There's a lot of sage advice in this post by Ben Sandofsky:
At scale, life is easier when you rely on as few third-party libraries as you can get away with. Fortunately, you don’t need that many. Out of the box, you’ve got frameworks for animation, networking, persistence, and everything else you need for most apps.
Speaking of networking, I used NSURLSession for the first time recently and was really pleased with how smooth the implementation went. It was way better than the old NSURLConnection delegate approach that I remembered from back before I started using AFNetworking in all my projects.
But on the flip side:
Apple makes mistakes, like the iOS Keychain, or the overly complicated Address Book API. The former justifies a wrapper, and the latter was fixed in Apple’s new Contacts.framework.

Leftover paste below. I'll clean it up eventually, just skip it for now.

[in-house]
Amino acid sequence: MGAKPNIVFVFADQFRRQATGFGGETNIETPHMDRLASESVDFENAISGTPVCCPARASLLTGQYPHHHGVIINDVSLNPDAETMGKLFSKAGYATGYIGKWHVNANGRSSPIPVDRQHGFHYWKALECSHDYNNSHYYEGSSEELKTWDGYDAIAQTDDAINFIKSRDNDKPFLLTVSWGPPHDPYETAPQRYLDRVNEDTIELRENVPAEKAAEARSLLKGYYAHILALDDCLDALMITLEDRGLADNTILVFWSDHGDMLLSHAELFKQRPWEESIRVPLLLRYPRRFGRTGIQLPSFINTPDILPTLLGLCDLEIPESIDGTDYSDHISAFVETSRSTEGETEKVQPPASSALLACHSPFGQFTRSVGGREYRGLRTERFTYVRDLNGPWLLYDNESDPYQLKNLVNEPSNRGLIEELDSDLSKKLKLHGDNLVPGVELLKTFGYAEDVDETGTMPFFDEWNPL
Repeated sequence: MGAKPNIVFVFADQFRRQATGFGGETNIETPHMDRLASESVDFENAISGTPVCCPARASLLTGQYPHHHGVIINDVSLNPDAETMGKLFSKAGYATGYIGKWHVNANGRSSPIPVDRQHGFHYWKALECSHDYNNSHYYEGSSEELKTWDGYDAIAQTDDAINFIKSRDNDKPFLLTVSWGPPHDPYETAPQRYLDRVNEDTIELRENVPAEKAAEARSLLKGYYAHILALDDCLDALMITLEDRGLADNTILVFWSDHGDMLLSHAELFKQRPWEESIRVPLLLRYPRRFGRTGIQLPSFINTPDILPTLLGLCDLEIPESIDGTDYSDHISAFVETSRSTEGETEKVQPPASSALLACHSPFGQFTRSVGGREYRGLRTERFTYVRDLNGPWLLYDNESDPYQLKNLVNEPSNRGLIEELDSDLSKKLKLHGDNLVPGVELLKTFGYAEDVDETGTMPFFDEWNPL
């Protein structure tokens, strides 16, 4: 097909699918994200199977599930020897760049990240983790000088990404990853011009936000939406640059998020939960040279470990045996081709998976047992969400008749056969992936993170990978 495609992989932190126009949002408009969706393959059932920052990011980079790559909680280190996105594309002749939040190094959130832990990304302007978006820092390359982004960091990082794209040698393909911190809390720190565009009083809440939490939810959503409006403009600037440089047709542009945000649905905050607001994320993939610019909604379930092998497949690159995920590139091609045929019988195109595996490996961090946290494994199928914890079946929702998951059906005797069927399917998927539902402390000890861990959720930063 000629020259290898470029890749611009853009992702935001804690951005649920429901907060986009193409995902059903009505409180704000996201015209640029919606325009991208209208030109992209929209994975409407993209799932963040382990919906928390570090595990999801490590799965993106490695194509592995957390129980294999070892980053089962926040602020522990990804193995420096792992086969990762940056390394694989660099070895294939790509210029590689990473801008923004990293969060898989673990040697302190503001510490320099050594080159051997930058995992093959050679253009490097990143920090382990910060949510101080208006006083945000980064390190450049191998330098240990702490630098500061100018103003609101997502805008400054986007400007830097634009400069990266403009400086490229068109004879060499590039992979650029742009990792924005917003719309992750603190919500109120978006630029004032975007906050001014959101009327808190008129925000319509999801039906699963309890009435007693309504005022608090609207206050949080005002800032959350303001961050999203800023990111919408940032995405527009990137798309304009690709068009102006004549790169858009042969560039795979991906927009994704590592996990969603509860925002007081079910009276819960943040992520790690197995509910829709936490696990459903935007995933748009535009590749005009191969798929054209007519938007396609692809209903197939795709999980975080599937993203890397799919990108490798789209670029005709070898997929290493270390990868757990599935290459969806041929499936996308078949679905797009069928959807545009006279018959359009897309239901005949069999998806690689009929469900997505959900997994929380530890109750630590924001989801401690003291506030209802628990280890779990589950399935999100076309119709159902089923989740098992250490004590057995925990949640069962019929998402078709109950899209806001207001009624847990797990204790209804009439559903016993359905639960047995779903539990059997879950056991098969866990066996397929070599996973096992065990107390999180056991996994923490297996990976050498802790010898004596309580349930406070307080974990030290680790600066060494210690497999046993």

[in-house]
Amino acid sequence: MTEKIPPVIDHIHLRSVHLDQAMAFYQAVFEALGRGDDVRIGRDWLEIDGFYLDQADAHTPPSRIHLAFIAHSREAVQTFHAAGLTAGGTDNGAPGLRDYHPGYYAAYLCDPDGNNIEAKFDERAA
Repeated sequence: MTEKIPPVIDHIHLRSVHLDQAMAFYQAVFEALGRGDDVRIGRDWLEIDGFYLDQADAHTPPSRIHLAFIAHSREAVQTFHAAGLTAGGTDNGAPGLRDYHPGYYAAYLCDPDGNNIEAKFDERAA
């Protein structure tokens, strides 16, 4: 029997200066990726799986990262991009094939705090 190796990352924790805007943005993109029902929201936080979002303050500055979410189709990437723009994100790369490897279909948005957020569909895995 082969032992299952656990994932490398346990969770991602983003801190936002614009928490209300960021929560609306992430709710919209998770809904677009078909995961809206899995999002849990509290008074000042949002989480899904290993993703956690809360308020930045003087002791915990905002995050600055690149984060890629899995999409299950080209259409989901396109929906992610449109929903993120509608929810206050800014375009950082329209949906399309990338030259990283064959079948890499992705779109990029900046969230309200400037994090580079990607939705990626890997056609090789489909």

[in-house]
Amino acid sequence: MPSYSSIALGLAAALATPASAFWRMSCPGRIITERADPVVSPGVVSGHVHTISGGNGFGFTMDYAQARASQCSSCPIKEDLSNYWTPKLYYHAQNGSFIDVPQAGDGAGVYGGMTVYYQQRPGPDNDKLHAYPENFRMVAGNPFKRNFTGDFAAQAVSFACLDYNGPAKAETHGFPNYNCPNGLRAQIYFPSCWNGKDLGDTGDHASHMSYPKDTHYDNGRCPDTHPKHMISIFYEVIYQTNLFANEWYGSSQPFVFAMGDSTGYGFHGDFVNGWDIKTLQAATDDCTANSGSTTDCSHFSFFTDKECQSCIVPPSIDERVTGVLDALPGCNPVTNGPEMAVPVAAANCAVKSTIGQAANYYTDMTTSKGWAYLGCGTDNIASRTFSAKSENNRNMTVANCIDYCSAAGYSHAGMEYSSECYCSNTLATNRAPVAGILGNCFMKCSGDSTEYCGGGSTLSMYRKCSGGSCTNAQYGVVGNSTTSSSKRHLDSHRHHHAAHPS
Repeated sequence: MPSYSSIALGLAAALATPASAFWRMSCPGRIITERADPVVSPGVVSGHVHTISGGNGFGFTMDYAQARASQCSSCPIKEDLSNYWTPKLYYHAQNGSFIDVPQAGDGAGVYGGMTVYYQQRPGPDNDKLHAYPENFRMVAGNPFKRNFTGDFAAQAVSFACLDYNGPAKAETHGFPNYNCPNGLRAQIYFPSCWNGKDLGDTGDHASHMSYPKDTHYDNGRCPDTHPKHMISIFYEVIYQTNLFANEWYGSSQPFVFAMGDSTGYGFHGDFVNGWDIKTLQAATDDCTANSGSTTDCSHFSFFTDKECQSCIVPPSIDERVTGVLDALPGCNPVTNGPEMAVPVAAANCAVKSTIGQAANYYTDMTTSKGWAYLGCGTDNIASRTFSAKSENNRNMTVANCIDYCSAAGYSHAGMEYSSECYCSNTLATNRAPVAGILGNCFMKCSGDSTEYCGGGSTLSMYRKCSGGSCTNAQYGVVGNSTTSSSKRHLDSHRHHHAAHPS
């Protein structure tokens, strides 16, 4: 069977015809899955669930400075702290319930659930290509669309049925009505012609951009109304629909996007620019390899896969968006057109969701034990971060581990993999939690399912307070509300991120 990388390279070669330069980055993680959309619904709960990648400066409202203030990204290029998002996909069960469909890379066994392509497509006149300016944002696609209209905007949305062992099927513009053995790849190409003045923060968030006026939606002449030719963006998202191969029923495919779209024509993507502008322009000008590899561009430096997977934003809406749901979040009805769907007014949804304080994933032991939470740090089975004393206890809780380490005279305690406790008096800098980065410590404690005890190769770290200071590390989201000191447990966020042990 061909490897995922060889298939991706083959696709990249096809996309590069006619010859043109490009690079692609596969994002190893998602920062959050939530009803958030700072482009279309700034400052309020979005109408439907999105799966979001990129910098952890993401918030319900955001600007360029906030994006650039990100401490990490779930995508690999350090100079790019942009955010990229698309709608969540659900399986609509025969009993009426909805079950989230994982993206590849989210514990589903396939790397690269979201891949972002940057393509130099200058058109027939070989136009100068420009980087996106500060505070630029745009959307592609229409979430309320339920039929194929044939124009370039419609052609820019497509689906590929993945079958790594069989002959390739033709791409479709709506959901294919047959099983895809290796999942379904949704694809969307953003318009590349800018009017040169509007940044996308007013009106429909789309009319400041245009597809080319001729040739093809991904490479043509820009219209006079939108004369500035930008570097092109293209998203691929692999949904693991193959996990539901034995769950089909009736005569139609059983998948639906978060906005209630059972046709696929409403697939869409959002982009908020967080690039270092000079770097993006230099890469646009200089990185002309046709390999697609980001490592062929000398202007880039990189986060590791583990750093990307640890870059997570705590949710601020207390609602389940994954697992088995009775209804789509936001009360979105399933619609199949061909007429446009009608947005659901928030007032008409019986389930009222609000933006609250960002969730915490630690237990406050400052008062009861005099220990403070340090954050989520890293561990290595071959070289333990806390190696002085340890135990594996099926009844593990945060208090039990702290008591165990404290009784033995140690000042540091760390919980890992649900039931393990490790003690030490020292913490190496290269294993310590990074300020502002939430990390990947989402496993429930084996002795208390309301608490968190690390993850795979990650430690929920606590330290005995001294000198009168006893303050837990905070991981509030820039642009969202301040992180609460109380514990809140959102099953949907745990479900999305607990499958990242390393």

One of the few libraries that I'm using in my current project at work is a Keychain wrapper. I wrote the C code for hitting the Address Book and it sucked. But I knew I'd be replacing it with the new Contacts.framework stuff soon enough.
And finally, I couldn't agree more with this bit:
Setting up the Core Data stack takes a bizarre 20 line incantation just short of animal sacrifice. You could use a Core Data wrapper’s one-line setup, but I just copy and paste the boilerplate. That’s right, I copy and paste.
In your first year coding you learn “Don’t Repeat Yourself.” After you waste hundreds of hours debugging excessively DRY code, you realize there’s a difference between repeating yourself and being explicit.